FILE – Prime Minister Justin Trudeau addresses Canadians on the COVID-19 pandemic from Rideau Cottage in Ottawa on Tuesday, March 31, 2020. THE CANADIAN PRESS/Sean Kilpatrick

FILE – Prime Minister Justin Trudeau addresses Canadians on the COVID-19 pandemic from Rideau Cottage in Ottawa on Tuesday, March 31, 2020. THE CANADIAN PRESS/Sean Kilpatrick

Trudeau says Parliament needs to pass more COVID-19 benefits, CERB details announced

Wage subsidy program has been greatly expanded since it was first approved

Prime Minister Justin Trudeau said Wednesday (April 1) he is asking other federal party leaders to recall Parliament, as he seeks to pass perhaps the biggest aid package in Canada’s history. While Parliament has already approved the $2,000 wage benefit for laid-off workers, the Liberals have greatly expanded the 75 per cent wage subsidy since its approval.

Last Friday (March 27), Trudeau said the wage subsidy program would provide 75 per cent of wages for small business. That was already an update from the aid package passed by Parliament, which promised just 10 per cent of wages for small businesses.

On Monday (March 30), Trudeau said the program would expand to all businesses whose revenues have dropped by at least 30 per cent.

At a press conference following Trudeau’s, Deputy Prime Minister Chrystia Freeland said it is “right and proper” to take the expanded plan to Parliament and allow the opposition to debate it. Freeland said she hoped opposition parties would understand that “now is not the time for partisanship.”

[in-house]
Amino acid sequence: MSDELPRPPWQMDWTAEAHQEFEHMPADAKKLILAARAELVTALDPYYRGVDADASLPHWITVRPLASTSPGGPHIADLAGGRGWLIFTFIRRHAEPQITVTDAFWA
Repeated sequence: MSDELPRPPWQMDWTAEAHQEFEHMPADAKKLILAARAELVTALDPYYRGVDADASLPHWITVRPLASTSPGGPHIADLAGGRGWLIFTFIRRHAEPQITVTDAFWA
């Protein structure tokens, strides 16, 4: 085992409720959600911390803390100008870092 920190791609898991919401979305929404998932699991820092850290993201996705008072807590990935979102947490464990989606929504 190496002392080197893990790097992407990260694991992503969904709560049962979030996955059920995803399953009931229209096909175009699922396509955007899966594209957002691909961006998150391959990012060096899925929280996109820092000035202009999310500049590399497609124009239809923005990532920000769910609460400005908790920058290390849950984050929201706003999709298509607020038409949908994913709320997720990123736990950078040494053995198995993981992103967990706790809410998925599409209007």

While the Liberals have delayed releasing details and costs from the plan, Finance Minister Bill Morneau is expected to announced details later on Wednesday.

TD Economics has previously estimated that the enhanced subsidy would cost about $25 billion, while RBC separately estimated its value at $28 billion.

The government is also expected to provide more details today on the Canada Emergency Response Benefit, a taxable benefit that is to provide $2,000 a month for up to four months for workers who lose their income due to COVID-19.

Trudeau confirmed Wednesday that people cannot apply for the CERB if their employer receives the 75 per cent wage subsidy.

Applying for the CERB

For the CERB, people born in January, February and March are asked to apply April 6. Those born in April, May and June are asked to apply April 7, those born in July, August and September are asked to apply April 8 and those born October, November and December are asked to apply April 9.

Eligibility requirements for the emergency benefit include:

  • 15 years old or above
  • Stopped working due to COVID-19, or are eligible for EI regular or sickness benefits
  • Who had income of at least $5,000 in 2019 or in the 12 months prior to applying

  • Who are, or expect to be without employment or self-employment for at least 14 consecutive days in the initial four-week period

READ MORE: Anti-tax group calls for MPs, senators to donate scheduled pay raises to charity

READ MORE: Canada to spend $192M to find vaccine for COVID-19, Trudeau says

READ MORE: Liberals delay release of 75% wage subsidy details, costs

– With files from The Canadian Press


@katslepian

katya.slepian@bpdigital.ca

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